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Consumer Reports: Taming your digital clutter

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Posted at 7:40 AM, Jun 21, 2022
and last updated 2022-06-21 08:40:39-04

NASHVILLE, Tenn. (WTVF) — Be honest: Is your email inbox out of control? Are you embarrassed to show people your phone, afraid they might see the hundreds or even thousands of messages?

“I never deleted any," said Nicholas De Leon. "So I had more than 200,000 emails.”

De Leon is a tech editor at Consumer Reports and apparently someone who doesn't like to delete anything. Or at least that’s the old Nicholas.

After receiving an email from Google saying he was about to be charged for more storage space for his Gmail account—he decided it was time to start cutting back.

“I became very dedicated to eliminating those kinds of little subscriptions from my life,” De Leon said.

And Google makes digital housecleaning a little easier with its Storage Manager.

“So if you have photos or videos or giant PDFs or things like that, it’ll highlight it," he said. "It’ll be like 'hey you’ve got all this stuff. Do you want to delete it?'”

Next, he searched his account for companies and brands he interacts with a lot.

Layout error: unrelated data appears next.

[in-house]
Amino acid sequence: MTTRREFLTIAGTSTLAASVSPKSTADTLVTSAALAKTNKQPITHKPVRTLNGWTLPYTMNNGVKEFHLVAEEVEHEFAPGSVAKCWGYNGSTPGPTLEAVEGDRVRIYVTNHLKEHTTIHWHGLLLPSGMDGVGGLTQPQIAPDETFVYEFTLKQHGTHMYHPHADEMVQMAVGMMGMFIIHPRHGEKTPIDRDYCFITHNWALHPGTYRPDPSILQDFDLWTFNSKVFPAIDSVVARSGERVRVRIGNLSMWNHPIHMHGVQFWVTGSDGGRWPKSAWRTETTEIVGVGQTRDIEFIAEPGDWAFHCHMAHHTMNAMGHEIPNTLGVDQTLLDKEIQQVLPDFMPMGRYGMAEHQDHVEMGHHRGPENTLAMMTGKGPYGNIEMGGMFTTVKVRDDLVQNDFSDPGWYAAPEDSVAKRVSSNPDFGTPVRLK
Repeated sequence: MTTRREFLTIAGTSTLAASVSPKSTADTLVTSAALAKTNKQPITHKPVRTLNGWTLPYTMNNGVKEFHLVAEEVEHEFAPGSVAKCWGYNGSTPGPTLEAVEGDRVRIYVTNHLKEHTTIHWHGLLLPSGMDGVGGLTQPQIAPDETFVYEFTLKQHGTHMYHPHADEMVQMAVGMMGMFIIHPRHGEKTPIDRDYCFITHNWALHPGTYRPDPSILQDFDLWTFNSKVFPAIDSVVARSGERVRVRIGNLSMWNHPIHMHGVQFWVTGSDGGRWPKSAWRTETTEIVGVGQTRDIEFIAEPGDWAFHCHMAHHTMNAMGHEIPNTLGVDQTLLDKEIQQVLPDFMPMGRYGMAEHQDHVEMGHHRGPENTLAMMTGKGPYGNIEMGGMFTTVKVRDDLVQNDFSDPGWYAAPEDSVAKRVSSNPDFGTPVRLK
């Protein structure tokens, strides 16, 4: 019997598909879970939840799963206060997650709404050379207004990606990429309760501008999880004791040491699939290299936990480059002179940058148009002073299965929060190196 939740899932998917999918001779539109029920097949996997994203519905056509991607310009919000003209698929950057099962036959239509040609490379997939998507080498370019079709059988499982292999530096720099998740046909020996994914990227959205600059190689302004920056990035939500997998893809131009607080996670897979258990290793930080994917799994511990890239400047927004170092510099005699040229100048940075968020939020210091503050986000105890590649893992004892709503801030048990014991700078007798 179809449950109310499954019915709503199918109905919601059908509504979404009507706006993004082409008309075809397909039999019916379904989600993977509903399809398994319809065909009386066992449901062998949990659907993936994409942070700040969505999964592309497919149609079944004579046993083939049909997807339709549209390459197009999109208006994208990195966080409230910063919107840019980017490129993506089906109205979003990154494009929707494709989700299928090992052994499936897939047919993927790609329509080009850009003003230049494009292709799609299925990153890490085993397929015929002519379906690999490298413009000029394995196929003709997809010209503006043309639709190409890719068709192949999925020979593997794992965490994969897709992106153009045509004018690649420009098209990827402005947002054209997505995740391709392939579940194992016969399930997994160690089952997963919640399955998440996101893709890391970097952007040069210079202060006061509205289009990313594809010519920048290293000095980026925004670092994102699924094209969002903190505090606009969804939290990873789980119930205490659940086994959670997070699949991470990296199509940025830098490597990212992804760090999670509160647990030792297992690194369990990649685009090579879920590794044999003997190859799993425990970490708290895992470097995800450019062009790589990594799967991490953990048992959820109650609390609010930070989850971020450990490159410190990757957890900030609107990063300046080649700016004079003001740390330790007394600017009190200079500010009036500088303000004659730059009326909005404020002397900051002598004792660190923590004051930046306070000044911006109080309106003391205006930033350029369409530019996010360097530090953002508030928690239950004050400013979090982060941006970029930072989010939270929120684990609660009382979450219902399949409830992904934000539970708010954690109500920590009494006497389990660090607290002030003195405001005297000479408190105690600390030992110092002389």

“I don’t need electronics retailer's circulars from 2009,” he said.

Like Nicholas, you can also use the search tool to find emails with attachments or ones from certain dates," De Leon added. "Then you can even create a filter to delete the emails it catches."

“Over the course of two days, a couple of hours each day—it was more than a 100,000 emails I was able to delete.”

As you’re deleting emails take note of any old digital accounts you don’t use anymore. Because keeping them open can create a security risk.

“The companies could be hacked and the information could get into the wrong hands,” Thomas Germain, Consumer Reports Tech Editor said.

You can find forgotten accounts using the welcome email you got when signing up. You can also search your common usernames online, check your browser for saved passwords or your personal password manager.

If you signed up for any accounts through social media, like Facebook, you’ll find them there.

As for Nicholas, he says he’s working hard to keep his inbox in check and now he’s more vigilant about what emails he keeps.

“Do I need this delivery notification? Do I need this newsletter?” he asks himself.

One more tip: be choosy when it comes to which recurring emails, ads, or newsletters you sign up for. If you find you’re not reading the ones you get, open them one last time to unsubscribe.

With most of them, if you scroll down to the very bottom of the email, you should see a link where you can unsubscribe.